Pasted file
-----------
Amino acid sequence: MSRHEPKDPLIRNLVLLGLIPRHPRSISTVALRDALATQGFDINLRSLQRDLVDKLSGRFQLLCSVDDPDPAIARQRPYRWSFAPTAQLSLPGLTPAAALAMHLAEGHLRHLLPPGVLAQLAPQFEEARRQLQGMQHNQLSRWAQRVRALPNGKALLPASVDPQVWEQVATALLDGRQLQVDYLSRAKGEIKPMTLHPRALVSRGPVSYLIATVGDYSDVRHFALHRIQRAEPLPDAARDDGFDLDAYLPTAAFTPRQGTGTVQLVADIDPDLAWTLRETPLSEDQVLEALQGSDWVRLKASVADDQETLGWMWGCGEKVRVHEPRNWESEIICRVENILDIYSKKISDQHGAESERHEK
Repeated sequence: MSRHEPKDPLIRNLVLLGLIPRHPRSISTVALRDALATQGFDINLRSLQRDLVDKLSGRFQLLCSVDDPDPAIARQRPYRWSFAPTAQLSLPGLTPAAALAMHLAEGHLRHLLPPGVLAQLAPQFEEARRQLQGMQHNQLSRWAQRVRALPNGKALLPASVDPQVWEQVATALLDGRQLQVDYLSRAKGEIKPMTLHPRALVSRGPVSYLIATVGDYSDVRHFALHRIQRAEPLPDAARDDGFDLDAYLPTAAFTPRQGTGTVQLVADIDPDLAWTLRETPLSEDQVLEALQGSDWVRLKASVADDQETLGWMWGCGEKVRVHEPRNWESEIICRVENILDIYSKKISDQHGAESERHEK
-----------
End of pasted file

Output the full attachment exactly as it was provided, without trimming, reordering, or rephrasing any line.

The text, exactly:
Amino acid sequence: MSRHEPKDPLIRNLVLLGLIPRHPRSISTVALRDALATQGFDINLRSLQRDLVDKLSGRFQLLCSVDDPDPAIARQRPYRWSFAPTAQLSLPGLTPAAALAMHLAEGHLRHLLPPGVLAQLAPQFEEARRQLQGMQHNQLSRWAQRVRALPNGKALLPASVDPQVWEQVATALLDGRQLQVDYLSRAKGEIKPMTLHPRALVSRGPVSYLIATVGDYSDVRHFALHRIQRAEPLPDAARDDGFDLDAYLPTAAFTPRQGTGTVQLVADIDPDLAWTLRETPLSEDQVLEALQGSDWVRLKASVADDQETLGWMWGCGEKVRVHEPRNWESEIICRVENILDIYSKKISDQHGAESERHEK
Repeated sequence: MSRHEPKDPLIRNLVLLGLIPRHPRSISTVALRDALATQGFDINLRSLQRDLVDKLSGRFQLLCSVDDPDPAIARQRPYRWSFAPTAQLSLPGLTPAAALAMHLAEGHLRHLLPPGVLAQLAPQFEEARRQLQGMQHNQLSRWAQRVRALPNGKALLPASVDPQVWEQVATALLDGRQLQVDYLSRAKGEIKPMTLHPRALVSRGPVSYLIATVGDYSDVRHFALHRIQRAEPLPDAARDDGFDLDAYLPTAAFTPRQGTGTVQLVADIDPDLAWTLRETPLSEDQVLEALQGSDWVRLKASVADDQETLGWMWGCGEKVRVHEPRNWESEIICRVENILDIYSKKISDQHGAESERHEK